Upcoming Events

Previous Events

Value Capture to Fund Public Transportation with Dr. Shishir Mathur

December 7, 2020

Join us on Monday, December 7th, 2020, at 7pm in a Zoom meetup to discuss various topics related to the results of the November election and what we’re doing to continue to advocate for land value capture in California.

We’re also excited to have a special guest presentation by Dr. Shishir Mathur of the San Jose University Mineta Transportation Institute. Dr. Mathur will present on the impact of the Warm Springs BART station on the value of neighboring residential properties in Fremont, CA.

RSVP here to receive Zoom link

Discussion: The First Angry Man

October 16, 2020

The First Angry Man, a film by Jason Andrew Cohn and Camille Servan-Schreiber, documents California’s infamous ballot measure from 1978, Proposition 13, and the man that led the tax revolt, Howard Jarvis.

This award winning documentary will be airing on public television in the Los Angeles and San Francisco Bay Areas.

View the broadcast in your region:
  • Los Angeles Area: Thurs. Oct. 15th 8pm on Channel 50 (KOCE - PBS SoCal)
  • San Francisco Bay Area: Fri. Oct. 16th 8pm on Channel 9 (KQED)

If you are unable to view these broadcasts, many public library systems throughout the state offer access to an on-demand streaming video platform called Kanopy. This can provide you with free access to documentaries and independent films, including The First Angry Man, using only your public library card. This includes both the Los Angeles and San Francisco public libraries and many others throughout the state. The film is also available to stream for $5 on iTunes and Amazon:

Then join us via Zoom Meeting at 9pm, Friday, October 16th (after the broadcast) to discuss the documentary and how it relates to this year’s Proposition 15. Please respond to the form below. The link to join this Zoom meeting will be sent via email before the scheduled discussion.

RSVP here

What Would Henry George Say About Prop 15: An Introduction to Georgism

September 16, 2020

Prop. 15 proposes to change commercial property taxes in California. Join us via webinar 9/16 at 7pm to learn about its relation to the principles of land reform and land value capture.

RSVP here

"Who Owns The Earth?" at the San Francisco Public Library

10/12/19 - 12/28/19

Who owns the earth? Why is there so much poverty amid so much wealth? Who has the right to profit from nature? This exhibit highlights the life and work of Henry George, the social theorist and economist, who observed this paradox 140 years ago while living and working in San Francisco. His book Progress and Poverty (1879) stirred his generation to question social inequities during the Gilded Age as the pockets of land barons and railroad monopolists fattened off the natural wealth in land. George’s keen analyses offered a simple solution—reinvest the economic value of land back into the society that created it.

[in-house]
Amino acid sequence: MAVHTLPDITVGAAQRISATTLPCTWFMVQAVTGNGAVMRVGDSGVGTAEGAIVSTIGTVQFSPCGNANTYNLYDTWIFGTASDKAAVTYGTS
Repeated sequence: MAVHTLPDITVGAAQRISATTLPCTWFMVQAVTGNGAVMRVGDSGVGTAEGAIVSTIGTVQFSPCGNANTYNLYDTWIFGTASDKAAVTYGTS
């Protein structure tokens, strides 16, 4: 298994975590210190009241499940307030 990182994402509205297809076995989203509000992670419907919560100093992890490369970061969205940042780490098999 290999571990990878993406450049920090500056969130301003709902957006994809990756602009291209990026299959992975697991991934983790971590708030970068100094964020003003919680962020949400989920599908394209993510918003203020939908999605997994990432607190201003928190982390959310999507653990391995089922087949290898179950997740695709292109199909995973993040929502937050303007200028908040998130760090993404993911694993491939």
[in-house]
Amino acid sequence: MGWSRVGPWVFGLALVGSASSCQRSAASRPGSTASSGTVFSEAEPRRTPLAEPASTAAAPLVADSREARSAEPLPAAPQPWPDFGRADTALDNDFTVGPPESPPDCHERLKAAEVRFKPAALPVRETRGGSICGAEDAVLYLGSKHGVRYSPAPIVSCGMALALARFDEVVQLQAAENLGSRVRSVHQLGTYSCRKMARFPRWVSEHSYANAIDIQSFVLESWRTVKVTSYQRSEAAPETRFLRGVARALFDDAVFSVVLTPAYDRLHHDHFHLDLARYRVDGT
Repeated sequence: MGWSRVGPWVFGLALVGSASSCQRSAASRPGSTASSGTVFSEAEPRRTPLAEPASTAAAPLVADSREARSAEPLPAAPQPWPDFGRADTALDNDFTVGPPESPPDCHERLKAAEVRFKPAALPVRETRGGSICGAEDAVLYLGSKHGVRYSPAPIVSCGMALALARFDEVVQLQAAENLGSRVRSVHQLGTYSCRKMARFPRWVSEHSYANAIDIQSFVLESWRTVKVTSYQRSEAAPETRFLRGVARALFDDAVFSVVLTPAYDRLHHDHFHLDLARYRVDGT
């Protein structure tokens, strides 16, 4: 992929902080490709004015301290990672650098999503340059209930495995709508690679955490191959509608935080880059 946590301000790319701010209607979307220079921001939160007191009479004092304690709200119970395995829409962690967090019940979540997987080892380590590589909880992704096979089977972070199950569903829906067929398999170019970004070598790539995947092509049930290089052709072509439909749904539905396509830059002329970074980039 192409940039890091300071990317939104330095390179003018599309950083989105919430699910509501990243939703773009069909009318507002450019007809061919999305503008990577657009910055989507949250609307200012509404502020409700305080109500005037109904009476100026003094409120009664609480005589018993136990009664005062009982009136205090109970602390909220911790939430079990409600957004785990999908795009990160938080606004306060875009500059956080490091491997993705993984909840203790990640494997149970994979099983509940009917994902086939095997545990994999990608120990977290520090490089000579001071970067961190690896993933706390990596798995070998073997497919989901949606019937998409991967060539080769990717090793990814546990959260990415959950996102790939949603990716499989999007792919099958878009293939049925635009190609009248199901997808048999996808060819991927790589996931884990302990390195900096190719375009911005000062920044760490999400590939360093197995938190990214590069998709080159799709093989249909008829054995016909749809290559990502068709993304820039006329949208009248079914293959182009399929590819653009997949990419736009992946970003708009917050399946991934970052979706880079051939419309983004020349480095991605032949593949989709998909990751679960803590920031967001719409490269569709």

Progress and Poverty became an international bestseller with translations in more than 30 languages. George’s ideas are still relevant today as the San Francisco Bay Area grapples with the highest land values and rents in the nation and unprecedented homelessness. This exhibit contains original written works by George, as well as photos and ephemera that show how his theories reverberated over time.

Sponsored by the San Francisco History Center, in partnership with the California Chapter-Common Ground USA, The Henry George Schools, New York City and San Francisco, The Robert Schalkenbach Foundation and Shaping San Francisco

Progress to Poverty: Land and Rents

The Eric Quezada Center for Culture and Politics, 518 Valencia Street (near 16th), in San Francisco

hosted by Shaping San Francisco on November 13, 2019

Mary Rose Kaczorowski, President, California Chapter of Common Ground USA and exhibit guest curator: Who Owns The Earth? Henry George’s Progress & Poverty 140 Years Later.

On the 140th anniversary of Henry George’s Progress and Poverty, his land tax and radical reform of land use are worth a critical re-examination. Geographer Richard Walker along with Ted Gwartney of the California chapter of Common Ground USA, untangle what George proposed, what happened as a result of his ideas, and what the future holds. In conjunction with the San Francisco Public Library exhibit Who Owns the Earth? Henry George’s Progress & Poverty 140 Years Later (October 12- December 28, 2019).

More information here

Common Ground California

Working to improve land use for equity and the common wealth.